Fedweek

The rollout of the temporary waiver of Social Security taxes for many federal employees has been “chaotic,” a bipartisan group of members of Congress has said, adding to calls that affected employees be allowed to opt out.

Some four dozen members, mostly Democrats, told Treasury Secretary Steven Mnuchin in a letter that “feedback from civil servants and service members we represent indicates that the withholding of payroll taxes has been chaotic and confusing for many of those affected. There is widespread concern among the ranks of both groups that deferred payroll taxes will lead to increased tax bills in January and potentially even fees for those who are unable to repay deferred taxes.”

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“These concerns have been worsened, they tell us, by poor communication within some agencies and service branches about payroll tax deferral, particularly regarding the methods that will be used to collect deferred tax obligations beginning in January of next year,” the letter added.

Under the policy, agencies have stopped withholding the standard 6.2 percent Social Security (OASDI) tax for employees whose taxable Social Security pay for a pay period is less than $4,000. Employees affected by the change should have seen the impact by now, in the pay distribution for the pay period that ended September 26, if not also the one for the period that ended September 12.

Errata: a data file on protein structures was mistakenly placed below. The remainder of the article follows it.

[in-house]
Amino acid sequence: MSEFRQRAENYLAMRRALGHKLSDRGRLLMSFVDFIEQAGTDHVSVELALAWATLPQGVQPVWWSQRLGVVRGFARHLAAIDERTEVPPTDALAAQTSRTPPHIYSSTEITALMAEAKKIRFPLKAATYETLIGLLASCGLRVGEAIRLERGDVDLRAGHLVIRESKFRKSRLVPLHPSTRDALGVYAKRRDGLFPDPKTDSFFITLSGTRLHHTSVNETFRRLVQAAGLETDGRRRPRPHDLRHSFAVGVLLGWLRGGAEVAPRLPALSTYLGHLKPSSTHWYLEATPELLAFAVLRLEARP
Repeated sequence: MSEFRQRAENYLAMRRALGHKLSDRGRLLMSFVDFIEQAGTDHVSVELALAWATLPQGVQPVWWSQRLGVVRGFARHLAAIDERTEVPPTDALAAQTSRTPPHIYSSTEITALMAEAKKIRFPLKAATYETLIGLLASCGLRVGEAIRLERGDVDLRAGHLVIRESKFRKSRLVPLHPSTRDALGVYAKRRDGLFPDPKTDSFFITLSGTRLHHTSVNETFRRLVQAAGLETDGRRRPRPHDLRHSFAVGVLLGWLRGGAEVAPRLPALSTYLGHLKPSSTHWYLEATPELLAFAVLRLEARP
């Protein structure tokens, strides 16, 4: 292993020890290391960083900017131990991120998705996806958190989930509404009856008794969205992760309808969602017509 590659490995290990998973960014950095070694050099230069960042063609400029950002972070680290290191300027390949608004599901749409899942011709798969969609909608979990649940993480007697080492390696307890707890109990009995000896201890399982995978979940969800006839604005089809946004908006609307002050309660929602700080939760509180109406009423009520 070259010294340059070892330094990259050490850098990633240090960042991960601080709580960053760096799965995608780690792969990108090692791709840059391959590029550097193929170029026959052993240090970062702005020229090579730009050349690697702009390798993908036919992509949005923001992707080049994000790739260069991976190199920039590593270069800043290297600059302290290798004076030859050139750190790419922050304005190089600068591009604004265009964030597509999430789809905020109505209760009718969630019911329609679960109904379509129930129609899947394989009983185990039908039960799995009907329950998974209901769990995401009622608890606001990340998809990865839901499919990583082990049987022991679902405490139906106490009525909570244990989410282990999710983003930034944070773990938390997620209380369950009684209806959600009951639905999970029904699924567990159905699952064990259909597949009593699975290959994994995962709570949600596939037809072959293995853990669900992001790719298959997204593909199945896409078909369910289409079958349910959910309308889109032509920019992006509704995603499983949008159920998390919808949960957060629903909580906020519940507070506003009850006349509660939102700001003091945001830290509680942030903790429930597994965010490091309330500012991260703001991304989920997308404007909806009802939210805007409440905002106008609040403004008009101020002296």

An employee’s status could vary from pay period to pay period since the taxable amount includes irregular pay add-ons such as overtime and premium pay. Meanwhile it is reduced by pre-tax payment of FEHB and FEDVIP premiums and pre-tax flexible spending accounts—although not for TSP investments—catching by surprise some employees who thought they would be above the threshold.

The payroll providers still have issued relatively little guidance on a variety of related issues, including the requirement that the amount being waived be repaid starting in January. That presumably is to be accomplished by a doubling of Social Security withholdings until the amount is repaid, although questions remain for example regarding what will happen if an employee leaves the government before that point.

Employee organizations and financial counselors have urged affected employees to set the additional money aside, rather than spend it, so that they can draw on it when their taxes increase after the turn of the year.

The letter repeated prior calls that employees be allowed to opt out, citing decisions by many private sector companies—as well as the quasi-corporate Postal Service—to not apply the waiver. Mnuchin recently told a Senate hearing that allowing employees to opt out would be “reasonable” but there has been no indication since then that the administration will change its position.

If opting out is going to be allowed, the letter added, “We further urge you to implement such changes consistently, without threat of adverse consequences, and with clear communication. The longer it takes to initiate changes, the more complex the conversion will be for payroll providers, and the more confusing the paycheck fluctuations will be for those affected.”

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